develop empathy for their differently-abled classmates.

3) Types of Sentences 
by Tori Gorosave – A Middle School English Teacher’s Journey
I wish I had thought of this idea!  Using quotations by famous people
about kindness, these task cards ask students to identify their
sentence type and certain grammar structures.

4) Affirmation Posters – Classroom Community 
by Kirsten’s Kaboodle
These colorful posters let students of all ages know that they are
welcomed, respected, and cared for in their classroom.

5) It’s Cool to be Kind 
from Ideas by Jivey
This resource contains short writing tasks and checklists about
how to be kind, along with a poster designed to get younger students
thinking about what kindness means.

6) Kindness Draw and Write 
by Renee Goularte – Share2Learn
This great resource asks students to draw then write about
kindness, which of course is a great scaffold for all students but
particularly for ELLs at lower language proficiency levels.

7) No Prep Bilingual Cooperation Puzzles 
from Sarah Wu - Speech Is Beautiful
Using visuals to help children understand 6 phrases about
being kind to others, this resource in English and Spanish is sure
to aid their comprehension.

8) Red Book Companion Using Crayons to Teach Acceptance
by The Class Couple
I’d never heard of the book Red by Michael Hall before,
but here’s a great resource that shows students that what they see
on the outside may be different from what they get on the inside.

9) Posters of the American Dream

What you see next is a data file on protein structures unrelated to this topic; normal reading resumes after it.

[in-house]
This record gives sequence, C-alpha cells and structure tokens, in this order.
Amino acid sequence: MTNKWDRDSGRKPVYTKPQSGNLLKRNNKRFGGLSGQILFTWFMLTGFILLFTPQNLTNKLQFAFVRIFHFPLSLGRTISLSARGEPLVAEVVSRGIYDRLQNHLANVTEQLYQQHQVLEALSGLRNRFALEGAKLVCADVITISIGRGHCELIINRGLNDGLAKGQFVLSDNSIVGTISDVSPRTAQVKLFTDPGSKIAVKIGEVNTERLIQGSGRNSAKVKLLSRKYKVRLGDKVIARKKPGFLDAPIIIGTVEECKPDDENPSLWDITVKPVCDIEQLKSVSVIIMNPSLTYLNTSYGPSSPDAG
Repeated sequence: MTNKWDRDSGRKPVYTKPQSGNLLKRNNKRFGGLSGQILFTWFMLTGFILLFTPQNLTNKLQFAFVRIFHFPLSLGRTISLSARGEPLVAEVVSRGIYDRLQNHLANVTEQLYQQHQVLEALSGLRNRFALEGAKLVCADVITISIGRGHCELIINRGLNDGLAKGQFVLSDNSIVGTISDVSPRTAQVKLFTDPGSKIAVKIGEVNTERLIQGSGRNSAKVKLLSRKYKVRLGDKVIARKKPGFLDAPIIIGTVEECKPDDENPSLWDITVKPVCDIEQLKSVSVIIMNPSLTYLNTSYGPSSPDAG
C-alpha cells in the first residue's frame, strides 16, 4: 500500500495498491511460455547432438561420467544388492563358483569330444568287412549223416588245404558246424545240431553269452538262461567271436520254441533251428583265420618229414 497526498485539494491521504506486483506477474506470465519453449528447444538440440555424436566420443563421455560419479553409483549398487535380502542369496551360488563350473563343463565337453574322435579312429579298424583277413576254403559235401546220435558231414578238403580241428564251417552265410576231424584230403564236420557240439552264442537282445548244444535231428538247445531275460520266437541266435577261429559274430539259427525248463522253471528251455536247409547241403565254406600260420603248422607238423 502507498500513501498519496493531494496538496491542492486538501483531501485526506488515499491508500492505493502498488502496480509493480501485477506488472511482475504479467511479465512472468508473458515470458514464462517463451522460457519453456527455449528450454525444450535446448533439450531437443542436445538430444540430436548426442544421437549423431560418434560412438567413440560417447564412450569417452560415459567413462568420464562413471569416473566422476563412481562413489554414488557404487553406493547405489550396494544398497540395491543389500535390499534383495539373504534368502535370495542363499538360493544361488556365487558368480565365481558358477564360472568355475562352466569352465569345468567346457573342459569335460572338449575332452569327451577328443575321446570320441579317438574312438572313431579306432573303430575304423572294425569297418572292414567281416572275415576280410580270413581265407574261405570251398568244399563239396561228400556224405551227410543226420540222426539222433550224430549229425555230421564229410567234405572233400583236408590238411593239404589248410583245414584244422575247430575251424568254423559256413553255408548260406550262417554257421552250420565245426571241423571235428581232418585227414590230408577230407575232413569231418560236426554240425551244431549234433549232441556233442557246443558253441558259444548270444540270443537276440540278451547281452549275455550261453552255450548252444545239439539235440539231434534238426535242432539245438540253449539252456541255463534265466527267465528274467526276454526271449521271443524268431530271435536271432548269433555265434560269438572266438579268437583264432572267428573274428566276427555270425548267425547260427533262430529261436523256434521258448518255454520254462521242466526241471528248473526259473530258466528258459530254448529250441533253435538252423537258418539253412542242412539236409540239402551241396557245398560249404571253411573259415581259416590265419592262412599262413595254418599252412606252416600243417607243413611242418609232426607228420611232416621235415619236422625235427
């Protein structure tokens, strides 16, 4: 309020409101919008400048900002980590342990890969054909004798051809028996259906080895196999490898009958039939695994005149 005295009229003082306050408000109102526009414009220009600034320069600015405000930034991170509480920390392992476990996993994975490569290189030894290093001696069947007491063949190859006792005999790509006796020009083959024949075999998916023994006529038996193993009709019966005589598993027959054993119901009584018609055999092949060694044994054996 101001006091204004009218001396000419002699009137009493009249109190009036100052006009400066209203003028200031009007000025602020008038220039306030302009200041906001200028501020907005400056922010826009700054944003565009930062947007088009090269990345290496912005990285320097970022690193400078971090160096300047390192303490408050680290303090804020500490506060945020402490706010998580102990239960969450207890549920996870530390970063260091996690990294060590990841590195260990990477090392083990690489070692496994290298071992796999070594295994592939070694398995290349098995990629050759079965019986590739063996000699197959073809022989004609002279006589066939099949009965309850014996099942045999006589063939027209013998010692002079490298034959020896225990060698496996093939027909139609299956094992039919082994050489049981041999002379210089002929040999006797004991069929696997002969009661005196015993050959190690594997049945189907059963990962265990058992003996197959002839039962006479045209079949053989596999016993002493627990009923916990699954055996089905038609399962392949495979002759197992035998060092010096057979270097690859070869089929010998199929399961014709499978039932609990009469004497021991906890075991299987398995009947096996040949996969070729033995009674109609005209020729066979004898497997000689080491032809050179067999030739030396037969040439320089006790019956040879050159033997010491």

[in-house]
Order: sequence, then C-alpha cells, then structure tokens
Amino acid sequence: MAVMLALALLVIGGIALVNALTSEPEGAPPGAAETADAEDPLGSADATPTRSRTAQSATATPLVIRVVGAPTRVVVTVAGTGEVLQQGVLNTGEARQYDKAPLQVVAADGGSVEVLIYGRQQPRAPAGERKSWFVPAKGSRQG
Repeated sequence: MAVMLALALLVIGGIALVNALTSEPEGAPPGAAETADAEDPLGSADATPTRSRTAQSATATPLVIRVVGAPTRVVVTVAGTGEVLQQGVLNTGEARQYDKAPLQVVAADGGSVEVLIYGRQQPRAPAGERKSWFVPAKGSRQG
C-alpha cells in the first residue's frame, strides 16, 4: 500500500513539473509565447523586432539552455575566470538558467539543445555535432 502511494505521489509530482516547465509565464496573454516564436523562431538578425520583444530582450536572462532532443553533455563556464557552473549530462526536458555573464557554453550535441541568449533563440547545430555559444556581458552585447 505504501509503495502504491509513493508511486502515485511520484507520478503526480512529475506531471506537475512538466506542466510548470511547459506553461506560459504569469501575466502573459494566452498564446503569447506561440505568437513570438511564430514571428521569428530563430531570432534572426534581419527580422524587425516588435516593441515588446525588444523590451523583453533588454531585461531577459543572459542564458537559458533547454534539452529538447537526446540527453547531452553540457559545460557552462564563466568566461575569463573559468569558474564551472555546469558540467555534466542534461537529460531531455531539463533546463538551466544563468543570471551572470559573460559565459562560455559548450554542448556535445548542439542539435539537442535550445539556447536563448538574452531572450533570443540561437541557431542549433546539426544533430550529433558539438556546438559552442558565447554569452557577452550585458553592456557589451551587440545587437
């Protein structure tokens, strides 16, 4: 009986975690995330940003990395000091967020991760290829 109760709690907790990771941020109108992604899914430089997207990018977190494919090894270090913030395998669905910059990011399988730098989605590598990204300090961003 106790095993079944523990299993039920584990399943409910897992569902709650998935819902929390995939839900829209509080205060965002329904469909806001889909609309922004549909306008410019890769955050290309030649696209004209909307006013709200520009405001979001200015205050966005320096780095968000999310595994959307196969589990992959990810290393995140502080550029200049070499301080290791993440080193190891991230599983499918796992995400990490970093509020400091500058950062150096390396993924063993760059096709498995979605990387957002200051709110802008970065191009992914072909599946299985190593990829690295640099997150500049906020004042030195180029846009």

by Two Boys and a Dad Productions
These gorgeous posters illustrate 5 important concepts about
what it means to be an American by using quotations by famous people. 

10) Cesar Chavez: A Partner Play 
written by Chrissy Beltran
This play for 2 people introduces students to the life
and work of this seminal labor leader in a fun way that
middle schoolers are sure to enjoy.

11) Our Neighbors 
by Karen Jones
This book is for younger students and describes all kinds of people
who are neighbors.  It’s perfect for ELLs because it shows
people in many different contexts who all get along with each other.

12) American Flag Classroom Patriotic Collaboration Poster 
from by Art with Jenny K.
With this cooperative activity, students of all ages create
and color a large-scale American flag.

13) How to Spot Bad Science Online and on Social Media 
by UtahRoots
This amazing resource will help your students distinguish
between real and fake content on websites.  The information
here is relevant to other subjects besides science, too.